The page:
The Catcher in the Rye By J. D. Salinger Critical Essays Major Symbols

Preparatory School Life

A literary symbol is something, often an object, that stands for a significant concept or series of ideas. Sometimes it is emblematic of the values of the characters. Some of the most important symbols in The Catcher in the Rye are outlined in the following sections.

Pencey Prep and Elkton Hills are examples of institutions that serve as symbols. For Holden, the schools represent the phony, cruel world of those who run them. Even the advertisements for Pencey Prep are misleading. They feature "some hot shot guy on a horse" performing equestrian feats. Holden says he has never even seen a horse at Pencey. The school's motto is equally repulsive to Holden: "Since 1888 we have been molding boys into splendid, clear-thinking young men." Holden can think of perhaps two boys who fit that description, and they probably came to Pencey that way. For Holden, a more typical example of the Pencey preppie is his roommate, Ward Stradlater, a boorish womanizer who gets by on superficial good looks and fake charm. Holden is being expelled for poor academic performance, but Stradlater wants to cheat by having Holden do his English theme for him since Holden does write well.

Even more serious is the cruelty that Holden has seen at prep schools. As he tells Phoebe, "You never saw so many mean guys in your life." Holden dislikes the exclusivity and the prejudice against those who are neither attractive nor hip. He is ashamed of himself for going along with the crowd and joining a secret fraternity. Although James Castle's brutally forced suicide took place at Elkton Hills, we get the idea that it could have happened at Pencey Prep just as easily. For Holden, the two schools are emblematic of a corrupt system designed by privileged adults and catering to boys who want to join their ranks. Part of Holden's dilemma is that he struggles so hard against a system into which he was born.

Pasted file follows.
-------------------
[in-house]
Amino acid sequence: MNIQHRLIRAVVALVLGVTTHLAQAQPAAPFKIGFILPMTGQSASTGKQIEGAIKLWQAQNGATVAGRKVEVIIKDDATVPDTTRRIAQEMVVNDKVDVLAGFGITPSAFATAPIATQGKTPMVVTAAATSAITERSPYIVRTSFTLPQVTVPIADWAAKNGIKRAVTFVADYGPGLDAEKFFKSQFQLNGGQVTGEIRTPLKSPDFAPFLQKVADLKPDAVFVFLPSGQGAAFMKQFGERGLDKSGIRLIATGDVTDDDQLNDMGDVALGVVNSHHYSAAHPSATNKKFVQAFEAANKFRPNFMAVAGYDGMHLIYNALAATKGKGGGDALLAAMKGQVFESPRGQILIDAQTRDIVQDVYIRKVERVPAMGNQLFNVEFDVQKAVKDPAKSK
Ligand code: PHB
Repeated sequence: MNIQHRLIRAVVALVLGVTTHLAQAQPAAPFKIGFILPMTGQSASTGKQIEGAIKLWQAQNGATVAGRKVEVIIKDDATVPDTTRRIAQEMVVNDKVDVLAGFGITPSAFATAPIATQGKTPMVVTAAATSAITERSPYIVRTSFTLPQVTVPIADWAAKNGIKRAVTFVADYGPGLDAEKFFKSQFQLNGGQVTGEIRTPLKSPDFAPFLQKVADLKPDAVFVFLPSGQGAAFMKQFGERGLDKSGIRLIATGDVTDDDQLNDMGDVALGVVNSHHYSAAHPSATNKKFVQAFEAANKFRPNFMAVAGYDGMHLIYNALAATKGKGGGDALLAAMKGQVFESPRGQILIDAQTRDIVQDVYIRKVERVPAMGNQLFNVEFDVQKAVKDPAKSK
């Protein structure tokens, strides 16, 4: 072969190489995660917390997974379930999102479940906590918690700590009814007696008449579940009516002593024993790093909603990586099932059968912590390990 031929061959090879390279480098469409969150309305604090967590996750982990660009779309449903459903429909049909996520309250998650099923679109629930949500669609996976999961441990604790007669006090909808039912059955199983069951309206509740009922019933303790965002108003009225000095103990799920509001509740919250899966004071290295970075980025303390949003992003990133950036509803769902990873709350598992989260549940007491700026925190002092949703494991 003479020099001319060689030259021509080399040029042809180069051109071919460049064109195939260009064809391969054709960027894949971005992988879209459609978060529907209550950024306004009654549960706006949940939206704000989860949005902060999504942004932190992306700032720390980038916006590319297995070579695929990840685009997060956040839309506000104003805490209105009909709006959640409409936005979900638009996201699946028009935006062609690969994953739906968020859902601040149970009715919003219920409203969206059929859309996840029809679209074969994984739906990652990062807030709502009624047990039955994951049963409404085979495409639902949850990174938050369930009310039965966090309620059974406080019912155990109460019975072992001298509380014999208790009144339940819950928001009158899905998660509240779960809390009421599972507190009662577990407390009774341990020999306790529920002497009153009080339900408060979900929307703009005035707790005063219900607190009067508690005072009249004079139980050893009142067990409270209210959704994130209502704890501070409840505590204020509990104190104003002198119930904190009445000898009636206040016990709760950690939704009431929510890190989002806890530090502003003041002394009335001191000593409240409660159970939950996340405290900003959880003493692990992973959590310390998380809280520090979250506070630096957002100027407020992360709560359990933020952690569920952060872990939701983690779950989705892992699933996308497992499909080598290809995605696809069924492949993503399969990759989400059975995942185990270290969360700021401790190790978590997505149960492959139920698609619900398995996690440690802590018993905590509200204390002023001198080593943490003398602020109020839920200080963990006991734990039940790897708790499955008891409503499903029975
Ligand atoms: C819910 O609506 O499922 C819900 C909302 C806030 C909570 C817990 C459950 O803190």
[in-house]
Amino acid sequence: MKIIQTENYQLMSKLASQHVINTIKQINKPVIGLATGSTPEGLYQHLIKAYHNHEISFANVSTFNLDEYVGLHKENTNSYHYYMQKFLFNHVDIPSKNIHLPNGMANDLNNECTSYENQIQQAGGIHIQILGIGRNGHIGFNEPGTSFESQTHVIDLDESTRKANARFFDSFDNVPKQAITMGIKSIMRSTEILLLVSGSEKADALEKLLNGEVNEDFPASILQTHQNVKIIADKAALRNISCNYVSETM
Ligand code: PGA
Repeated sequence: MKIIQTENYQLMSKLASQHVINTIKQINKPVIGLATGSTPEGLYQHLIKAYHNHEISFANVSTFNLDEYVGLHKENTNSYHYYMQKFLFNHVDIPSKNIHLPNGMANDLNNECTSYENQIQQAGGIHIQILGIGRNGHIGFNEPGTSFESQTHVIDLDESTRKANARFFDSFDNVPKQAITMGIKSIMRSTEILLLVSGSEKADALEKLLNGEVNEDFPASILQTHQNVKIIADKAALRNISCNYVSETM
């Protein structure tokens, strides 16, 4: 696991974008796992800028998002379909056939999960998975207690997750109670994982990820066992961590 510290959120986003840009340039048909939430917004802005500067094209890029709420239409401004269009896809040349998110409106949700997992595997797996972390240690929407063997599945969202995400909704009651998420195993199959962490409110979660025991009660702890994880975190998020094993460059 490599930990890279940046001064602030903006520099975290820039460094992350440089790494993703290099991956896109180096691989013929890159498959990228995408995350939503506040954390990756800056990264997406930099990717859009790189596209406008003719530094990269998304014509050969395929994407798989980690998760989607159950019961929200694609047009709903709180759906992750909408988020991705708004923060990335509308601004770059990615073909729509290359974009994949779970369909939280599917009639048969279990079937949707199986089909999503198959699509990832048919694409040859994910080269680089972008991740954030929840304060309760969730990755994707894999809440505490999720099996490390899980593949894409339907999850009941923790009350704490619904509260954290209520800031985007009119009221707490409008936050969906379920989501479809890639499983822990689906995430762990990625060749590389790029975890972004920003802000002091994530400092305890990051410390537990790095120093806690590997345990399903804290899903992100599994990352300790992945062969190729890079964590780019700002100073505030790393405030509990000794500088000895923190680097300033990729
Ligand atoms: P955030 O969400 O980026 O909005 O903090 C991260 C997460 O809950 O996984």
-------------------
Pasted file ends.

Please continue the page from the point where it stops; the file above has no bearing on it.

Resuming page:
Allie's Baseball Glove

Allie's left-handed baseball glove is a physically smaller but significant symbol in the novel. It represents Holden's love for his deceased brother as well as Allie's authentic uniqueness. Allie covered the glove with poems written in green ink so that he would have something to read when things got boring in the baseball field. This mitt is not a catcher's mitt; it is a fielder's glove. Holden has shown it to only one person outside the family: Jane Gallagher. When he writes a descriptive theme about the glove for Stradlater to turn in for his English assignment, of course the insensitive roommate does not understand.

Holden's Red Hunting Cap

Holden's red hunting cap is another small artifact of symbolic meaning. He bought it for one dollar in New York on the Saturday morning when he lost the fencing equipment. The cap is practical at times but is foolish-looking, with its extra-long bill and earflaps. It represents Holden's delightful attraction to unusual qualities, in objects as well as people, that others might miss. He realizes that the hat is unfashionable and occasionally is careful about who sees it, but he loves it anyway. He likes to wear it with the bill pointing to the back, as a baseball catcher might. For Holden, it is a reading cap as much as a protection against the cold. Because this is a hunting cap, we might speculate on what it is that Holden is hunting.

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